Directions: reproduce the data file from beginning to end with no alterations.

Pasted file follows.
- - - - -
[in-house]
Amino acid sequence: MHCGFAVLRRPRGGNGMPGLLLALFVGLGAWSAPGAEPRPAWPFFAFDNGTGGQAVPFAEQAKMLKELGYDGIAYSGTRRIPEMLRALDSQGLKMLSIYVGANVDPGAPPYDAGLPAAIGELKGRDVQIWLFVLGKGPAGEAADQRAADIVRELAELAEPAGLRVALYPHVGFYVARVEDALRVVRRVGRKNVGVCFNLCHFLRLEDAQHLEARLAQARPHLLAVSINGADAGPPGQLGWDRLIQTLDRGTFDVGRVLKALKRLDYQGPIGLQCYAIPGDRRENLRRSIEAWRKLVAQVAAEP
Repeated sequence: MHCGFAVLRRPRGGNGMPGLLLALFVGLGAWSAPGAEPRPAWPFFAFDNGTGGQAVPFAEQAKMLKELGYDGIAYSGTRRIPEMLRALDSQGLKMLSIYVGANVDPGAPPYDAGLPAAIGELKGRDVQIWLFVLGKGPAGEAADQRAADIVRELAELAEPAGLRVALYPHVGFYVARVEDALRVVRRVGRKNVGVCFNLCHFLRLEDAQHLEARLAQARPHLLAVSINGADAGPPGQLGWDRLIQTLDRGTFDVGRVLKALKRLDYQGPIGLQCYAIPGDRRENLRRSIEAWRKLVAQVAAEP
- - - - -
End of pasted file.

[in-house]
Amino acid sequence: MHCGFAVLRRPRGGNGMPGLLLALFVGLGAWSAPGAEPRPAWPFFAFDNGTGGQAVPFAEQAKMLKELGYDGIAYSGTRRIPEMLRALDSQGLKMLSIYVGANVDPGAPPYDAGLPAAIGELKGRDVQIWLFVLGKGPAGEAADQRAADIVRELAELAEPAGLRVALYPHVGFYVARVEDALRVVRRVGRKNVGVCFNLCHFLRLEDAQHLEARLAQARPHLLAVSINGADAGPPGQLGWDRLIQTLDRGTFDVGRVLKALKRLDYQGPIGLQCYAIPGDRRENLRRSIEAWRKLVAQVAAEP
Repeated sequence: MHCGFAVLRRPRGGNGMPGLLLALFVGLGAWSAPGAEPRPAWPFFAFDNGTGGQAVPFAEQAKMLKELGYDGIAYSGTRRIPEMLRALDSQGLKMLSIYVGANVDPGAPPYDAGLPAAIGELKGRDVQIWLFVLGKGPAGEAADQRAADIVRELAELAEPAGLRVALYPHVGFYVARVEDALRVVRRVGRKNVGVCFNLCHFLRLEDAQHLEARLAQARPHLLAVSINGADAGPPGQLGWDRLIQTLDRGTFDVGRVLKALKRLDYQGPIGLQCYAIPGDRRENLRRSIEAWRKLVAQVAAEP